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Mommy versus nature

April 19, 2012
Logo design by Christine Hepner

Every 3 or 4 days for the first 4 weeks of Little F’s life, we had to make trips to the pediatrician to monitor his weight. Manhattan is amazingly convenient for travel, usually. Subway, bus, taxi, car, biking, walking–there are so many options to choose, until you have a baby with you and then none of them is convenient. I didn’t want to take my two-week old baby on the subway; it’s loud and dirty and in a hole in the ground accessible only by stairs. Bus or taxi? I can’t strap a car seat into a bus seat and no taxi driver is going to pull over when they see the car seat in your hand. Walking a mile one-way didn’t appeal. It was June and very hot. I was terrified of driving alone with the baby in the back seat of the car.

Fortunately in Manhattan, most problems have a solution, if you have the money to throw at them. We don’t, but I was going to throw it anyway, at least in its plastic form. There’s a service called Kids Kab and for a small fortune, they will pick you up in a minivan equipped with an infant seat, drive you to your doctor’s appointment, wait for you, and then drive you home again. One driver even offered to walk up the stairs with the baby.

By early July, F’s weight was stable and our pediatrician told us we didn’t have to come back until he was 3-months old. We sublet our apartment and went to northeastern PA to stay at my mother’s big house in the woods by the lake accessible only by dirt roads. Paradise, in the summer. More than anything, I was looking forward to the help from my mother and sister, and to not having to walk up 4 flights of stairs. I couldn’t wait.

At heart, I am a city girl. I’ve lived for all but about 10 years within 20 miles of the Empire State Building. I did live in PA during high school, college, and for a couple of years after graduation, but then in 1985, I moved back to NYC and have been here more or less ever since.

City or country person–it all depends on where your comfort zone is, I guess. I’ll get on the subway in Manhattan at midnight alone, close my eyes, and take a nap. In PA once the sun goes down, I won’t walk to the end of my mother’s driveway. There are lions and tigers and bears there. Well, ok, not tigers and lions, but there are bears. And coyotes, and raccoon, and opossum. Now, while I’m sure a possum has never hurt anyone, they are undoubtedly the ugliest creatures on earth. The first time I saw one, I thought aliens had landed.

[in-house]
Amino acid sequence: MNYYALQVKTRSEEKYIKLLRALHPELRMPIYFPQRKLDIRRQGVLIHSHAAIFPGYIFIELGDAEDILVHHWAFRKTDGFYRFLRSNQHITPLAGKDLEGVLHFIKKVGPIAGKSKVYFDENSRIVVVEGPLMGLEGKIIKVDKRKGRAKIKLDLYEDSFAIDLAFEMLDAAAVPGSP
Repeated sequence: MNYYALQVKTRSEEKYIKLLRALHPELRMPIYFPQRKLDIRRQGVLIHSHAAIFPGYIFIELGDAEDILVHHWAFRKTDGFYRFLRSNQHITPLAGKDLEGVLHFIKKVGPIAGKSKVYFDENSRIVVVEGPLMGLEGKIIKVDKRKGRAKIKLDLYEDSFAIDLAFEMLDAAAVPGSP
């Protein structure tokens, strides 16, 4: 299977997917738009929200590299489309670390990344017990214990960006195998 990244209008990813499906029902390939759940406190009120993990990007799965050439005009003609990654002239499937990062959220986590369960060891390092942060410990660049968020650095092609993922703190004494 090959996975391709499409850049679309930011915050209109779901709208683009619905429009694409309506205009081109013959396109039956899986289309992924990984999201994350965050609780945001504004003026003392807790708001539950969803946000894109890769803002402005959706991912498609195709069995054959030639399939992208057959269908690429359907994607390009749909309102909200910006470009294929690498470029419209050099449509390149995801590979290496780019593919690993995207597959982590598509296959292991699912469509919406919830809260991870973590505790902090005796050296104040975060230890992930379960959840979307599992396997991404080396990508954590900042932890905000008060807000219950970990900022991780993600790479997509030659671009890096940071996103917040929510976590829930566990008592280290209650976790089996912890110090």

D was taking a major hit for the team, too. He was commuting every day to Newark NJ so that we could stay together in PA. He had to leave at 6 a.m. each morning, and he didn’t get home until around 8 p.m. I was trying to get up as soon as I heard the baby and take him into another room to feed him so that D could get as much sleep as possible.

So, around 4 a.m. one night, I found myself in my mother’s family room trying to breastfeed F, both of us half-dozing and exhausted. Our cats had come with us for the summer and all of a sudden our big, pudgy, bad-ass calico cat, Miss Pinky, started making her weird hunting chattering noise. Cat owners know what I’m talking about. Here’s a video of Miss Pinky chasing the red laser pointer light.

Not too bright, but a relentless hunter.

Then our other cat, Dr. Zhivago, joined in and started slinking around in the dark and rubbing up against my legs. Hmmmmm…..very suspicious cat behavior, but I was too tired for it to even register.

But then all of a sudden, I heard Miss Pinky trying to climb up to the fireplace mantle. I was so angry at her for almost waking the baby. I opened my eyes to see if I could reach her and make her quiet down. She was on the very end of the mantle, and just a mere inch or two out of her reach, hanging on for dear life to the end of the curtain rod, was a FLYING SQUIRREL! It was staring straight at me and ready to leap.

That was the moment I knew I was a mother. I didn’t scream and run, saving myself first. I stood up slowly, not even disturbing F from feeding and moved slowly but surely back to the guest bedroom. I put F in his crib, stuffed a towel under the door, and stared at D until the poor guy opened his eyes at 5:30 a.m.

Of course, D is really a city boy at heart, too. There was nothing he was going to do about the flying squirrel in the family room, either. My nephew Timothy, not a city boy, came over later that day with a humane trap, but we never did find that squirrel. It was the highlight of Miss Pinky’s summer though.

Next time: D promises he’s going to tell his side of the story!

Thanks for following and reading! I’d love to hear your story of IVF. Please leave your comments below.

© 2012

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Please comment below!

  1. grayhairedmom permalink

    Reblogged this on grayhairedmom and commented:

    I’m in Atlantic City today, so I’m “repurposing” an earlier post…..I’m feeling a little trilogy coming on….xoxo!


  2. Margaret Hand Cicalese permalink

    Too too funny ..its weird when certain things happen to your children and without a second thoguht you respond…that’s Parenthood in all its glory!! I knew I had truly became a parent when my baby daughter had come down with stomach flu and was obviously going to be sick. Her stomach started convulsing and the next thing I know I’m putting my hands out to catch it. Never even gave it a second thought…unitl later….UGH!!!!


    • grayhairedmom permalink

      We’ve been so lucky so far. The worst thing I’ve had to deal with is a really bad runny nose. I’m sure the projectile this and that will happen! Thanks for letting me know you’re reading!!


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